You’ve just coughed or sneezed. Now what? With COVID-19 on everyone’s minds, it’s easy to become suspicious of any illness, even if it’s probably benign. When the symptoms of the common cold, the flu, and COVID-19 overlap, how can you tell which you have? Learn the differences between human coronavirus and other viruses, and how to prevent infection.
What causes colds, the flu, and COVID-19?
“All three are caused by viruses,” says Dr. Georgine Nanos, expert in epidemiology and CEO of Kind Health Group in Encinitas, California. “The common cold is usually caused by a virus called rhinovirus. COVID-19 is caused by coronavirus. The flu is caused by the influenza virus.”
Within those types of viruses, there are variations. Influenza virus falls into two categories labeled A and B. While we call COVID-19 “coronavirus” colloquially, it is really just one type of coronavirus.
“Coronaviruses are a large family of viruses that cause illness ranging from the common cold to more severe diseases such as Middle East Respiratory Syndrome (MERS-CoV) and Severe Acute Respiratory Syndrome (SARS-CoV),” says Dr. Andrea Limpuangthip, medical director of quality of patient safety at Baltimore’s Mercy Medical Center. “COVID-19 is a new strain of coronavirus, which has been labeled as SARS-CoV-2 and the disease is called coronavirus disease 2019 (COVID-19).”
What are the symptoms of colds, the flu, and COVID-19?
Symptoms of a cold are usually fairly mild and include a runny or stuffy nose, coughing, sneezing, sore throat, and generally feeling unwell.
The flu has the same symptoms as a cold, but infected individuals may also have a fever or chills, muscle or body aches, headaches, fatigue, and occasionally vomiting and diarrhea (especially in children).
Coronavirus symptoms are fever, cough, and shortness of breath.
“Common colds usually show upper respiratory symptoms; influenza and COVID 19 show both upper and lower respiratory issues with systemic involvement,” says Dr. Hamid S. Syed, acute care and primary care physician at Reagan Medical Center in Atlanta.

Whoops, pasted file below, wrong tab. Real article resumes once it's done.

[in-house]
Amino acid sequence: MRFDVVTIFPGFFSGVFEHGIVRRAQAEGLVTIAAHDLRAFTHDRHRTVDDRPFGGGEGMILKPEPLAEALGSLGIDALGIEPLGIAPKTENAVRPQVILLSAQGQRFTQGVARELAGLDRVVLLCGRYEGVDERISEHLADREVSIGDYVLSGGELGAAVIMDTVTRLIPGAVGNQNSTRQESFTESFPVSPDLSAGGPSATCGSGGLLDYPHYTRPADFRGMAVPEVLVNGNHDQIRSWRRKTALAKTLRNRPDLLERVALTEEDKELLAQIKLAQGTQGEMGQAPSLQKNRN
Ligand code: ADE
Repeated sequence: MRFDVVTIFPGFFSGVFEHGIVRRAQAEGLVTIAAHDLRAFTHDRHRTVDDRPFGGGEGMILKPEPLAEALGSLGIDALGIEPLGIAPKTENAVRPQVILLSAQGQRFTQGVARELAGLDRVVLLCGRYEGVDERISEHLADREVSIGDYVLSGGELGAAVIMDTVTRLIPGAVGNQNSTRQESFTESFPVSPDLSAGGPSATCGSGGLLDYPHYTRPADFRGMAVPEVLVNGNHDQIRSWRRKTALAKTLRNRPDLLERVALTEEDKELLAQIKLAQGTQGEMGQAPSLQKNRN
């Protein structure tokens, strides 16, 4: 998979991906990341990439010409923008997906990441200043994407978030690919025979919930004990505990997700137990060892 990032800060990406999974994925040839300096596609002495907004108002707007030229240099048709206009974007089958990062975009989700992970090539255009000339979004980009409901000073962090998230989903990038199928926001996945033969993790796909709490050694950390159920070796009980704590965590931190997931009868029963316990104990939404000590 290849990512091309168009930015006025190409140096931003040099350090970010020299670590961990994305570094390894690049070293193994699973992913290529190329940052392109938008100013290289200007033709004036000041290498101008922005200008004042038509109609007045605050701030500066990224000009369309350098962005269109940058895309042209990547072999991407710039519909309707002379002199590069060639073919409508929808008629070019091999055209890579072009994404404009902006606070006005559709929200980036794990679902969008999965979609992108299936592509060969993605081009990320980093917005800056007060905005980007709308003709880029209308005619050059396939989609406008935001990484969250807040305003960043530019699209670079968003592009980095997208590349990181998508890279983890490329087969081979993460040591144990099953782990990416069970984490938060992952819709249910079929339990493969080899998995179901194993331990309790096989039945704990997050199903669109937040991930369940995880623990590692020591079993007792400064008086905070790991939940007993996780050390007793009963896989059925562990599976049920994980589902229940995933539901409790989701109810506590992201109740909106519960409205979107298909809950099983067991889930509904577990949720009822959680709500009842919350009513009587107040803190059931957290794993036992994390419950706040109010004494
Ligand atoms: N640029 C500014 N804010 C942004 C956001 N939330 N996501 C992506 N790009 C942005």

How serious are these illnesses?
A cold is rarely serious and very unlikely to be fatal.
The flu and COVID-19 affect people with varying degrees of severity. For some, the symptoms are mild and there are no complications. For others, particularly those in high-risk categories, these viruses can cause severe complications and even death.
“Worldwide, annual flu epidemics are estimated to result in about 3 to 5 million cases of severe illness, and about 290,000 to 650,000 respiratory deaths,” says Dr. Limpuangthip. “As of Mar. 7, 2020, COVID-19 has killed more than 3,400 people and infected more than 100,000 since it was first identified in Wuhan, China, in December 2019.”
Right now, the death rate for COVID-19 is slightly higher than that of the flu; however, this virus is new and still being studied. We don’t currently know how widespread it will become or what the death rate will be.
Those most at risk for serious symptoms or complications from the flu are:
- Adults over 65
- People who are pregnant
- People who are immunocompromised
- People with other health conditions such as diabetes, heart disease, and asthma or COPD
For COVID-19, those most seriously affected are:
- Older adults
- People who are immunocompromised
- People with other health conditions like heart disease, lung disease, or diabetes
People of any age can catch COVID-19, and while not considered high risk at the moment, children and pregnant people are considered special populations because of their increased risk of severe illness from other infectious diseases.
What are the treatments for these illnesses?
There is no treatment for the common cold except for symptom management. Rest, fluids, and if needed, over-the-counter symptom relief medicine such as Vicks Vaporub.
For the flu, an antiviral medication called Tamiflu can lessen the severity of the symptoms and length of the illness, but is only effective if given within the first 24 to 48 hours after symptoms develop. Rest and fluids are important for recovery, and symptoms can be managed with medications such as Advil or Tylenol for fever and muscle pain. The flu can cause secondary infections like pneumonia or other complications, which may require further medical treatment.
There is currently no treatment for COVID-19. Antivirals like Tamiflu are not effective against COVID-19. Rest, fluids, and symptom-management as well as monitoring for secondary infections or complications is the recommended treatment plan as of right now. There are currently case studies utilizing high dose IV Vitamin C, as well as other case studies utilizing some other antiviral medications to treat those hospitalized with COVID-19.
Due to emerging data coming out of China and Italy, it is now recommended that ibuprofen, as well as other NSAIDs, be avoided if you think you may have symptoms of COVID-19, as these types of medications have been shown to cause worsening of symptoms. It is recommended that if you have a fever, or body aches/pains, that you instead take acetaminophen (but make sure to follow appropriate dosing guidelines and do not exceed the maximum recommended daily dose), or if you have a low grade fever, let the fever run its course.